Sir ! In support of /your/ post, I cite Stoke Newington Police Station ...

                https://socialistworker.co.uk/art/4885/Metropolitan+Police%3A+a+long+history+of+corruption%2C+racism+and+criminality

                https://en.wikipedia.org/wiki/Death_of_Colin_Roach

                not enough to convince you ?

                https://duckduckgo.com/?q=corruption+and+criminality+at+stoke+newington+police+station+london&t=ffab&atb=v98-1_b&ia=web

          3. Anonymous Coward
            Anonymous Coward

            Re: "Thanks for that excellent example of 'False dichotomy'."

            Smartphones are no different. If there is a technical way to "open" something legally in search of evidences, they will do - and yes, someone will do a business of it - they always did. This business could be less or more ethical - and may need to be regulated, and yes, there's a risk they could end in the wrong hands.

            Still it's better that there are expensive, difficult and limited ways to achieve it - because otherwise there will be a mounting pressure for backdoors, and it could be successful.

            ====================================================================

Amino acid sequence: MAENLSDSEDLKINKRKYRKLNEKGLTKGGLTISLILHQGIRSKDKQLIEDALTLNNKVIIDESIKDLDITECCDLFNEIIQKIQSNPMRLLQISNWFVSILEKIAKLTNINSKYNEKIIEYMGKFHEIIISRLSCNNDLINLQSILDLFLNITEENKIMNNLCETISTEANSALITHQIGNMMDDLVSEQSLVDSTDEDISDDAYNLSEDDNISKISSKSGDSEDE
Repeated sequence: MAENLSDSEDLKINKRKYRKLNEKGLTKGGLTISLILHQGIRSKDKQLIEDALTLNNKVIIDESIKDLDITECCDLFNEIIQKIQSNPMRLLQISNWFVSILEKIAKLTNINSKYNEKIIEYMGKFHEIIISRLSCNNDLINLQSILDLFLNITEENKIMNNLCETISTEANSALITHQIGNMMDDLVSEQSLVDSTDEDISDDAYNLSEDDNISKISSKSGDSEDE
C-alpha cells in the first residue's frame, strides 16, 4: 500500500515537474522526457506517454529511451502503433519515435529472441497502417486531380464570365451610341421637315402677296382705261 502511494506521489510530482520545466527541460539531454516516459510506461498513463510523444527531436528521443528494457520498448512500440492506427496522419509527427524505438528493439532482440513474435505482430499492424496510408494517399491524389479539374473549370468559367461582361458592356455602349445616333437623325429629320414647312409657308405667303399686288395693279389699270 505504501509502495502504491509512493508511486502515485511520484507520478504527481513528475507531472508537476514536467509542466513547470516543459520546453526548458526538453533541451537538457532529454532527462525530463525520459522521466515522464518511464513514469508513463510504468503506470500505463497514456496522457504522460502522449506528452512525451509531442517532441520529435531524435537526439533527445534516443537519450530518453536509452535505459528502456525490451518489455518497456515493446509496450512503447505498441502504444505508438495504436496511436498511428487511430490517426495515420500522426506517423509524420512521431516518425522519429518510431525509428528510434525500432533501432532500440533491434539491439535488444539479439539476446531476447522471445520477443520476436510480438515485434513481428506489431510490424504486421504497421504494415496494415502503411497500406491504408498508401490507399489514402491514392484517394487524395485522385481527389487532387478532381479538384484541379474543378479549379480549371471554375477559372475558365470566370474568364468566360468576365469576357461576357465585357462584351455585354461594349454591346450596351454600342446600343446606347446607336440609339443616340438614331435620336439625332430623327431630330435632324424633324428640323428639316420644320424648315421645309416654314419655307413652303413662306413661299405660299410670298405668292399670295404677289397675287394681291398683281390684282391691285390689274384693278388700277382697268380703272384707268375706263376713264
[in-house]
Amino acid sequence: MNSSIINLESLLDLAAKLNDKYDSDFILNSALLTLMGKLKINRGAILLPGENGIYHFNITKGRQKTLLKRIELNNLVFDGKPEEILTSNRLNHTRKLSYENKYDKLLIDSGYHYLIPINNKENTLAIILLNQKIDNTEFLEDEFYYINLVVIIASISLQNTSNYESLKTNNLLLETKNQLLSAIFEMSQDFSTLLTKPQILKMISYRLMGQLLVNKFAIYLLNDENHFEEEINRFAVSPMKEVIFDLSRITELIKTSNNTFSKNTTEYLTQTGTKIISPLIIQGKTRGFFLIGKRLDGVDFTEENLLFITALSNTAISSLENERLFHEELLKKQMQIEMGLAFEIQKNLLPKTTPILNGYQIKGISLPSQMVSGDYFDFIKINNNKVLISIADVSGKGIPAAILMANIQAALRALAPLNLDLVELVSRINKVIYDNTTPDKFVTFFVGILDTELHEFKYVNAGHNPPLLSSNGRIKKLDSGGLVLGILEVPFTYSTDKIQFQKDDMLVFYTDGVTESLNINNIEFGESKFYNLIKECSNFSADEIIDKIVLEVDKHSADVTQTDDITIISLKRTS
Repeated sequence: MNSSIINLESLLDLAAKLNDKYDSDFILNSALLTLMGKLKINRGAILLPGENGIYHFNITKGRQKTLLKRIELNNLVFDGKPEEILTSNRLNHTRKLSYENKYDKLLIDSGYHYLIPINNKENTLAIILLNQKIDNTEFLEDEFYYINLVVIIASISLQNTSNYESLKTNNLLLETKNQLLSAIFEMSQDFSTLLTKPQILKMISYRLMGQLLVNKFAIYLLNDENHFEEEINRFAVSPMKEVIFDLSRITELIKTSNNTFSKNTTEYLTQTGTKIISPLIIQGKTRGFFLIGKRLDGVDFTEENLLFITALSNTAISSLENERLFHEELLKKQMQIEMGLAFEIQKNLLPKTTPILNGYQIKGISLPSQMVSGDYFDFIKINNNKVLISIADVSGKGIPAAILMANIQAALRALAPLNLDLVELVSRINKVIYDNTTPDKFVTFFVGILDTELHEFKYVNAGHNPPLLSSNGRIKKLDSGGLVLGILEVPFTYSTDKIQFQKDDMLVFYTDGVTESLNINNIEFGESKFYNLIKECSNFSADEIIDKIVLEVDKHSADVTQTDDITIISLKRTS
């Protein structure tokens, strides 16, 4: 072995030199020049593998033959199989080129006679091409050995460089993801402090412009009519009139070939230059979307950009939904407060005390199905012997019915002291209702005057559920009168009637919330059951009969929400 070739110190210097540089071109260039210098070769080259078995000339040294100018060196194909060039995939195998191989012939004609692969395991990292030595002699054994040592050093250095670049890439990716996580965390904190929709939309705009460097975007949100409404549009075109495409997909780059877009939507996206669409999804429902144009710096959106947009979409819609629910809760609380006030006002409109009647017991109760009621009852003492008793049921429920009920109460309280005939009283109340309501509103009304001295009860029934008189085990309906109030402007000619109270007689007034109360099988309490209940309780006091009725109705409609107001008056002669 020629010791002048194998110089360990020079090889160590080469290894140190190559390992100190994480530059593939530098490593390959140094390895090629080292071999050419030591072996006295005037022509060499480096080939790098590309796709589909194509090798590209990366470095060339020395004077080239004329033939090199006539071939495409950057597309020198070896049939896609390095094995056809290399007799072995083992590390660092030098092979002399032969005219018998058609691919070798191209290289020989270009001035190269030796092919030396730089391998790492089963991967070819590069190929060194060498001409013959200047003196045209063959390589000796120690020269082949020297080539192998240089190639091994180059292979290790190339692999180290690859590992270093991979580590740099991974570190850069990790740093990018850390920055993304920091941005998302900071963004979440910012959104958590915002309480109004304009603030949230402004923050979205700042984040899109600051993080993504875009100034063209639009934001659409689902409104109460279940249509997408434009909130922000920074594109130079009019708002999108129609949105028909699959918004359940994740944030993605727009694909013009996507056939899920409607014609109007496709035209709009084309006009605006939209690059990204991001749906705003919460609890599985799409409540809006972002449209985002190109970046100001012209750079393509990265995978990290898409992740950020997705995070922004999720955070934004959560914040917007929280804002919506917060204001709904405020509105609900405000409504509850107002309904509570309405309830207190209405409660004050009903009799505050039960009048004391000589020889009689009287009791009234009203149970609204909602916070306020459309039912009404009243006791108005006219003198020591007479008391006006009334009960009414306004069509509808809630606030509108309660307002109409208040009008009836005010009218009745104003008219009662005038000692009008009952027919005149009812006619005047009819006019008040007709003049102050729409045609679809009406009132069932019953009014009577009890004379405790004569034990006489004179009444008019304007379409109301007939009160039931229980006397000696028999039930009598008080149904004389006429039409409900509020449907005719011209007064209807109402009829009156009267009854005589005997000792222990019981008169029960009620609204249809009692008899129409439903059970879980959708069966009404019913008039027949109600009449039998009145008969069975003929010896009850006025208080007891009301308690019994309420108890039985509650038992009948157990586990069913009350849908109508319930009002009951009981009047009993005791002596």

The compromise of personal devices

            1. provides a level of ubiquitous surveillance of both the owner and all interactions with other people or information unmatched, or even unapproximated, at any previous time

            2. can often be automated at low cost as the technology matures, allowing use without economic or practical limits, and thus permitting the targeting of entire groups or populations.

            3. produces information that cannot be secured. If rich governments of technically advanced nations cannot protect the information needed for top secret vetting, the design of their nuclear weapons, and the technologies of their not yet in service 5th generation jet fighters, (and those are only the failures we know about) why would anyone think they will successfully protect databases containing every useful piece of personal information about everything and everyone